Our house was robbed in 2011. They came in the morning, just after my wife and I had left for work, and kicked in the back door of the garage. The door from the garage into the house, usually locked, wasn’t.
They got computers, and the television. They got an electric guitar, and a banjo. They got jewelry whose value was more sentimental than actual. From under the bed, they pulled the fireproof box.
Purchased — wisely I thought — to protect our most important documents, what that box really did was bundle our most important documents and put a handle on them. Losing that box sucked the most — but not because of the birth certificates, the passports and the social security cards.
No, it was the hardest loss to bear because of the external hard drive tucked inside. It was the backup to the computers that were stolen. When they got that they got almost all the documentation of the first seven months of our daughter’s life.
Almost, but not all, thanks to Facebook. That’s a tough thing to write: “thanks to Facebook.” In general, I tend to think Facebook is an affront to privacy and the digital manifestation of the worst tendencies of capitalism. And, frankly, as a writer prone to procrastination, it’s a fantastic time suck.
But Facebook does drop those “memory” posts in the timeline now and again. Usually I ignore them, but this fall, while on a nine-day Gulf Coast tour working on a new book, I fixated on one such flashback. “Five years ago,” Facebook told me, and I knew what I’d see.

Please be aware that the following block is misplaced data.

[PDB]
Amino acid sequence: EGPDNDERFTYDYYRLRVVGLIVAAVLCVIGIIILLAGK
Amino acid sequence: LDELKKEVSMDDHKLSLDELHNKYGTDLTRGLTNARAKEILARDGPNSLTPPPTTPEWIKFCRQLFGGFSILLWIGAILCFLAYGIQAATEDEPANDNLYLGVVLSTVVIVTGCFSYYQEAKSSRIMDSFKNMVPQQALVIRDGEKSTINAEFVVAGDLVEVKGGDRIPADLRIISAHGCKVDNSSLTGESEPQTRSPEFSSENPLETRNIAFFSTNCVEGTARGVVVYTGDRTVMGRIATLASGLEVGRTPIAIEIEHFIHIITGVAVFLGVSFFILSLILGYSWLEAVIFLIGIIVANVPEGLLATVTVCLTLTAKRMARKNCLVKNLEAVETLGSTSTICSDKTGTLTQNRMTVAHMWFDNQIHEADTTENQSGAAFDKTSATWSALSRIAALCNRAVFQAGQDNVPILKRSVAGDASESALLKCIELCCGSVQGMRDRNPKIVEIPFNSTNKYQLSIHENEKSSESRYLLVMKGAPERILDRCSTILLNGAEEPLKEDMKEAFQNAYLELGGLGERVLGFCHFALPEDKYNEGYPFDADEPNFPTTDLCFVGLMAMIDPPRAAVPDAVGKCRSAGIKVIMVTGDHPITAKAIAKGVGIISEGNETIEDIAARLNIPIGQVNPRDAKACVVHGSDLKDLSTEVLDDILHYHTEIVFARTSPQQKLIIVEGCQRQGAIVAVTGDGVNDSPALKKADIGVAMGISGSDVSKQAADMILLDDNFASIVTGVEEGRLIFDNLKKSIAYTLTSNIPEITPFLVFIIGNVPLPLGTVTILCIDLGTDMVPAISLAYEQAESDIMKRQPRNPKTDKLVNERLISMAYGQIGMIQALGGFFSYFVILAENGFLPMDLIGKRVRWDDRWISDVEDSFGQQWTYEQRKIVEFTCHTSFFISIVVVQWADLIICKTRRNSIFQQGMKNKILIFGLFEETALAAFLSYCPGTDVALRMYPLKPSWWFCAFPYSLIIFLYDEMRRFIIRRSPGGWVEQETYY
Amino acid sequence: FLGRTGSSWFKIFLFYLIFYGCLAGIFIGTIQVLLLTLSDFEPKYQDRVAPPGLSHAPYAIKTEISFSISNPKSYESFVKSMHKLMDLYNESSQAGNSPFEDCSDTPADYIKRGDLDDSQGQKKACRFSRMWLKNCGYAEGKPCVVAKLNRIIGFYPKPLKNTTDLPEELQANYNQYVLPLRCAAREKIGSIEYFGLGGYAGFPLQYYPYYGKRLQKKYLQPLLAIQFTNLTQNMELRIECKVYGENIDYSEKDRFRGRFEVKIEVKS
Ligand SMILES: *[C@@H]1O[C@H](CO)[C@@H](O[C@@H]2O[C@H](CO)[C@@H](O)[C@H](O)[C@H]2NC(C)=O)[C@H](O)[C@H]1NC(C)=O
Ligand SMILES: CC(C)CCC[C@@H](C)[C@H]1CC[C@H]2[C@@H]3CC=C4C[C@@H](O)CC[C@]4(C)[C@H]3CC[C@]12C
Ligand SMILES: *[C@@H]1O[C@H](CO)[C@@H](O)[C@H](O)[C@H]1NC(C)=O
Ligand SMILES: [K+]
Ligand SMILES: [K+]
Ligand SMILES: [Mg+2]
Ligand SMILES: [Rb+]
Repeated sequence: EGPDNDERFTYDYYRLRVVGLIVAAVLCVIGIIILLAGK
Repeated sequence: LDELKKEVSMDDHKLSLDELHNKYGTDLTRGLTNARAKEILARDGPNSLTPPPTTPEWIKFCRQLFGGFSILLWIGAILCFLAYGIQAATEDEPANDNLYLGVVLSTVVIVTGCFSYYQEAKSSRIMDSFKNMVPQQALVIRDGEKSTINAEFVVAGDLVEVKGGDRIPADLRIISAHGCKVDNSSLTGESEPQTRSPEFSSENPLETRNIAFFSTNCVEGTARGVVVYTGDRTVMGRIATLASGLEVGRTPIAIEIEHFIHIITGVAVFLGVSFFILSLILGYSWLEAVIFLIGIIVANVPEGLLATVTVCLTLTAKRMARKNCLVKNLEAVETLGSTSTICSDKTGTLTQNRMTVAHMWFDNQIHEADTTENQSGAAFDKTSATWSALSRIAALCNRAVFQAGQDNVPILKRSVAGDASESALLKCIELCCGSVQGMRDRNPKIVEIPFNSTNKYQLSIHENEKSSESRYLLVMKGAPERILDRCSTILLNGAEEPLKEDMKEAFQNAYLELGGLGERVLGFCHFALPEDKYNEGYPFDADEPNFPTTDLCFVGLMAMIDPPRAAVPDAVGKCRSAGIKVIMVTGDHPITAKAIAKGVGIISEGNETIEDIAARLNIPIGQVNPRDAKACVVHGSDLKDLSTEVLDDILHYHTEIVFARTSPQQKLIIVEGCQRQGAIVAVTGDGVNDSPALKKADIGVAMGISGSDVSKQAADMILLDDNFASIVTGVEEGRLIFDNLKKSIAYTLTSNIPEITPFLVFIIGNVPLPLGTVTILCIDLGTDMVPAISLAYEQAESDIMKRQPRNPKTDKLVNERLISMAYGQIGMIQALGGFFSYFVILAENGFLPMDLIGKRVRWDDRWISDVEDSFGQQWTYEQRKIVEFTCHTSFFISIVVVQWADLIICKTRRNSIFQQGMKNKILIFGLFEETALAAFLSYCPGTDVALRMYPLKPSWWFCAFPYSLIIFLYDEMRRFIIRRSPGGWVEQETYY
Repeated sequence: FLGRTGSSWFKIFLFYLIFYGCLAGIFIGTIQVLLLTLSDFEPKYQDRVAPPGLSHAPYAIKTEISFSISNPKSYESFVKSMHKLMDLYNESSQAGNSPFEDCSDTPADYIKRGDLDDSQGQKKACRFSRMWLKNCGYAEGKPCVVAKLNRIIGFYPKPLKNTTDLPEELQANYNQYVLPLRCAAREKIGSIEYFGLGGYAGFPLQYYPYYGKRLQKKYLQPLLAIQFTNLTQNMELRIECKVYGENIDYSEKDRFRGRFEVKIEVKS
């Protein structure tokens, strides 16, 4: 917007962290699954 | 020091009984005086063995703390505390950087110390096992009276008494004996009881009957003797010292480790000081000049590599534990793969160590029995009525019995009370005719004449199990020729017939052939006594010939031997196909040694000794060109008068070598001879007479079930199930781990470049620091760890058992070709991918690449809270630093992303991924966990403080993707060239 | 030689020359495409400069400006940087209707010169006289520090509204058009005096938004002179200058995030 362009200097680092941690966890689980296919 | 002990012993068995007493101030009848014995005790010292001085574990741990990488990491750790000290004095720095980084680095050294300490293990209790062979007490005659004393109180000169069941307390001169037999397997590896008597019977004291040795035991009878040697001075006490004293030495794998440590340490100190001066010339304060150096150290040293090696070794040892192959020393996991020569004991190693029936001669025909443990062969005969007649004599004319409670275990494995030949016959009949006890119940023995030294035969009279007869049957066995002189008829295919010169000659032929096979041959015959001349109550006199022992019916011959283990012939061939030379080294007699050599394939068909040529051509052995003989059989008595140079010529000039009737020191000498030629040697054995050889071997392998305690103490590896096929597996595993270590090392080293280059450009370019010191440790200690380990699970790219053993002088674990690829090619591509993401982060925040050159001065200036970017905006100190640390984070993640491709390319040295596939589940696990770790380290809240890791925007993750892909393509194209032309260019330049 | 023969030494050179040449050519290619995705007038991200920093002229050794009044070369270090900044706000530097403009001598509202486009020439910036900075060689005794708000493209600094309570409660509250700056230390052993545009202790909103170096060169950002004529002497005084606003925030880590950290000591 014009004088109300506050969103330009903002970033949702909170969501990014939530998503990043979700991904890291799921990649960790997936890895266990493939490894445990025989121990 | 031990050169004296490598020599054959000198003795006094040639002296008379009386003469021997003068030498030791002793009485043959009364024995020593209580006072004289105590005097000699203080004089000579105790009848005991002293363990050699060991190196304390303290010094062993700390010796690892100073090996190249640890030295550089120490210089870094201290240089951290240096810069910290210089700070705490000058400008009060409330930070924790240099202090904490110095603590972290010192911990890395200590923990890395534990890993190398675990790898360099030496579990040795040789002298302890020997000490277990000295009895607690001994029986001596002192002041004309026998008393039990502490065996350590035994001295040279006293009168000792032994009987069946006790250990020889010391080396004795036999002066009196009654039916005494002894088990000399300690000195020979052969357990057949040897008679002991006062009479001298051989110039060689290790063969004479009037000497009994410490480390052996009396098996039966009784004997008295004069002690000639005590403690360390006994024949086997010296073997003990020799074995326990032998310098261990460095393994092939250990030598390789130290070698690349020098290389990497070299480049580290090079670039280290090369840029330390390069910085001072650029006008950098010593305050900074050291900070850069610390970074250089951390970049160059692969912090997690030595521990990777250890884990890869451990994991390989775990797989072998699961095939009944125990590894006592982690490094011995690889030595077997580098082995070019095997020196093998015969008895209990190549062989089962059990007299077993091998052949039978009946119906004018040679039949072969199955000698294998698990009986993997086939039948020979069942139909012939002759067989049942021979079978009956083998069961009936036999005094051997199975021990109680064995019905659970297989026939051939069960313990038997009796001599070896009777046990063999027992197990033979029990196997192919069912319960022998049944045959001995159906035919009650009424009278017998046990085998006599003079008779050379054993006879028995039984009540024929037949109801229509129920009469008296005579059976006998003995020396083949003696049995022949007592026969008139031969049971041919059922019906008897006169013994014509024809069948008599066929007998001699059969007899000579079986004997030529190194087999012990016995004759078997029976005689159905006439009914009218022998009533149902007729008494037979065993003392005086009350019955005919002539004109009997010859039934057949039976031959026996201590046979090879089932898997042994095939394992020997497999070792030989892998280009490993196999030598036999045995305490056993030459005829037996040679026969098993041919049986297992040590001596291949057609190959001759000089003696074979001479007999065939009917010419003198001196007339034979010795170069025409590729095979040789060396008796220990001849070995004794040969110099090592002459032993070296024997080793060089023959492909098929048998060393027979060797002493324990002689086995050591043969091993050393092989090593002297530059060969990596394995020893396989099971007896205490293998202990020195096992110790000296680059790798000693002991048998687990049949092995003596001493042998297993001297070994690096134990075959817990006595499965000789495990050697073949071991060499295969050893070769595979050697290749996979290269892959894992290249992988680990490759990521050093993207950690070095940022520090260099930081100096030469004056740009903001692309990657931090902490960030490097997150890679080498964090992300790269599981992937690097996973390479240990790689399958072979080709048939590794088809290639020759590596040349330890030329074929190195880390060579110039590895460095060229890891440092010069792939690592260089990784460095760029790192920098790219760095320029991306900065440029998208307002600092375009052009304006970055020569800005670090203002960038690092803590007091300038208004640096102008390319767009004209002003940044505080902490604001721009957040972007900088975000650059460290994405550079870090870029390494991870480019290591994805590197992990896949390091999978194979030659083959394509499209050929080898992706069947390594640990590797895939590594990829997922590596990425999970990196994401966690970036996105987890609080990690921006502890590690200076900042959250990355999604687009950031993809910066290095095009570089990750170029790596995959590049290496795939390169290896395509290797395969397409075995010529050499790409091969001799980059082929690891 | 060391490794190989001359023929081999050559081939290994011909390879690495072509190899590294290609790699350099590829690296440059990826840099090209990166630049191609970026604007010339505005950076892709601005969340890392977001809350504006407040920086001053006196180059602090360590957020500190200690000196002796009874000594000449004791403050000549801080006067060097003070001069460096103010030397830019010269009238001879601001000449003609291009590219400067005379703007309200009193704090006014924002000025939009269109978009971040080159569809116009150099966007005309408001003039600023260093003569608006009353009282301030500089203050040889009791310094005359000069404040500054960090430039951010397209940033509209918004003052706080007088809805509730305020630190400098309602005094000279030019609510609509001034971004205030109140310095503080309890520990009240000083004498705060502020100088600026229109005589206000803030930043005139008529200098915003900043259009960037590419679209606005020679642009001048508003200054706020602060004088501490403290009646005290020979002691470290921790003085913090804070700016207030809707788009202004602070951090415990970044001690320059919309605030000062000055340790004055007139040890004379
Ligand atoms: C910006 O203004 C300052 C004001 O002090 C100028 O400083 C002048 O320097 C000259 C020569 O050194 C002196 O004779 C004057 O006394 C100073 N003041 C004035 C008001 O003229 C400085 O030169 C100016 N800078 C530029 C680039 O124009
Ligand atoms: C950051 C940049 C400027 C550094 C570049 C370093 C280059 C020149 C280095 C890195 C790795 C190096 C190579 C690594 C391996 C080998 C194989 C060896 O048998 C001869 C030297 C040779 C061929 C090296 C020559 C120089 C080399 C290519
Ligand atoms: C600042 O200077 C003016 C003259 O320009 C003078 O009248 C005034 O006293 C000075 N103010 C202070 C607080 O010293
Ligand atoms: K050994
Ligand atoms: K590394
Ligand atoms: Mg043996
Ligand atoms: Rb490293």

My daughter was 4 months old, chewing on her hand, propped up in her Bumbo. “Awwwww,” I said. (Aloud. To no one but myself and the desk clerk within earshot at the Holiday Inn in Gainesville, Fla.)
And that one photo led me down the rabbit hole to all the many photos of her first five years on Facebook. Goofy photos. Sweet photos. Photos full of bright eyes and big smiles.
There’s my Dad, leading her by the hand as she began taking her first careful steps. There’s one I got of the moment she first noticed her shadow and wondered what exactly it was that was following her. There she is on the beach in Manzanita, trying to fly a kite for the first time. There’s the morning I returned from a trip to Austin, sitting in a chair as she covered me in stickers.
And there were most of the remaining photos from her first six months. Her first breaths. Our first smiles as parents.
Before I left on that trip, she and I were walking down the street in Kenton and passed by the sculpture of an open book near the library. “Take my picture!” she said, sitting in the book and making a face that passed for something between a smile and a taunt.
I snapped the picture and before I could put the phone back in my pocket she said, “Don’t put that on Facebook.”
It was jarring. I mean, I didn’t know she knew what Facebook was, and I didn’t particularly want her to know. But also because it marked a step toward independence. It’s her image and nowhere in the family terms of service did we ever really have permission to use it however we wanted.
But so I’m glad we did.